Further, the present invention relates to a method for the preparation of a molded article which comprises: providing a thermoplastic composition as previously described.
Still further, the present invention relates to a recycled polyolefin composition which comprises: a method of recycling a polyolefin composition which comprises: providing a first molded article of a thermoplastic composition as previously described; reducing the molded product to a particulate; and molding the particulate into a second molded article. The compound, when combined with monochromatic or special effects pigments and when molded using a highly polished tool surface, creates the appearance and physical characteristics of a coated painted surface.
The present invention has excellent low temperature impact resistance yet provides excellent scratch and mar resistance comparable to a painted plastic part used in the automotive industry. In addition, the present invention provides exceptional DOI (Distinction of Image), high gloss, and depth of color with monochromatic and special effect metallic pigments.
In particular, the present invention relates to a thermoplastic composition which comprises in admixture:
The present invention also relates to a method for the preparation of a molded article which comprises:
Preferably the composition contains a color pigment. Preferably the composition has been mixed in a compounding extruder and then injection molded in a screw injection molding machine as a molded product. Most preferably the composition is mixed in the extruder without the color pigment, cut into pellets and then molded preferably by injecting the article with the pigment. Preferably a warm (100-170° F.) SPE A-1 polish level tool is used, in order to maximize the highest scratch resistant composition and surface finish. These properties are maximized by the preferred nucleating agent of the Examples and the lubricant additive.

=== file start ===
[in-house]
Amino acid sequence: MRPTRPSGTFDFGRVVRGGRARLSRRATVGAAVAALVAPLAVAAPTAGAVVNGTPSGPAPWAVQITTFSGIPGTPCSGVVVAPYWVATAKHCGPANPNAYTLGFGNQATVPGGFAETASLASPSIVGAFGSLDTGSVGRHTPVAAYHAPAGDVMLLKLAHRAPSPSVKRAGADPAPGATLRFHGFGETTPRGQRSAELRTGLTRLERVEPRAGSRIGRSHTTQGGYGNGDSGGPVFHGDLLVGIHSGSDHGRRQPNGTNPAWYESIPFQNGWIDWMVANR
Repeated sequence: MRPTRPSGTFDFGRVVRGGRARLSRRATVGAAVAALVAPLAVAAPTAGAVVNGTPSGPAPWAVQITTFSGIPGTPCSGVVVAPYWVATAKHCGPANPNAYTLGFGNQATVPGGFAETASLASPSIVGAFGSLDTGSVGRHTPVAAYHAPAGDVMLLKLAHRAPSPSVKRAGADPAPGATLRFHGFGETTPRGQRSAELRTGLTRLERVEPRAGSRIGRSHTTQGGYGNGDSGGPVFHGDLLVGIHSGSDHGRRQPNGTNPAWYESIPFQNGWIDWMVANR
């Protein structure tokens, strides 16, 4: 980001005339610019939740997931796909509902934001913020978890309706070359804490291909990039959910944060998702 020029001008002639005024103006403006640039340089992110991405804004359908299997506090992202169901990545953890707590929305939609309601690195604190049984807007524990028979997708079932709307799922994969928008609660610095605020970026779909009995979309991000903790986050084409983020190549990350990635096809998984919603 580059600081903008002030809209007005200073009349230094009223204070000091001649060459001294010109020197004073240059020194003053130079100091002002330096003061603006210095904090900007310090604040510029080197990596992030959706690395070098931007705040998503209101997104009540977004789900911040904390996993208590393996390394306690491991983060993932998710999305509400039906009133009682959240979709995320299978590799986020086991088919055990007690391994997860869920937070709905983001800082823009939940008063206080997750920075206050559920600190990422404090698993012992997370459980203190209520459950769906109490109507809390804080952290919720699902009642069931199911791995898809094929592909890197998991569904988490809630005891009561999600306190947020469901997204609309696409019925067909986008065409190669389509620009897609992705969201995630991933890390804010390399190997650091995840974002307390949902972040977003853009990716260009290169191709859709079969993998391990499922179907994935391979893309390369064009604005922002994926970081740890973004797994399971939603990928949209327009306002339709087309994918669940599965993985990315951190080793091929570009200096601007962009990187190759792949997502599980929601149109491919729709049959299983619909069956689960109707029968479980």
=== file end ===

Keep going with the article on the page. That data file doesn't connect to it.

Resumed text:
The unsaturated fatty acid esters are at least monosaturated; however, they can be di- or tri-unsaturated and function also as a lubricant. The fatty acid chain is usually between 8 and 30 carbon atoms linked together. The ester chain is typically 1 to 8 carbon atoms long. The lubricant can further comprise fatty acids and/or fatty acid amides where there are 8 to 30 carbon atoms in the fatty acid which can be unsaturated as well. Such lubricants are described in U.S. Pat. No. 6,846,863 to Plume et al, although not in the context of the composition of the present invention.
The present invention further relates to a recycled polyolefin composition which comprises: a particulate comprising a ground molded product of the thermoplastic composition as previously described.
The present invention also relates to a method of recycling a polyolefin composition which comprises:
As used in the present invention the term “polyolefin composition” or “thermoplastic polyolefin composition” means a mixture of the components in the form of pellets which are non-pigmented, pigmented pellets, unpigmented molded products and pigmented molded products.
The term “molded article” refers to an article which has been subjected to heat and pressure to form an article of manufacture with a shape.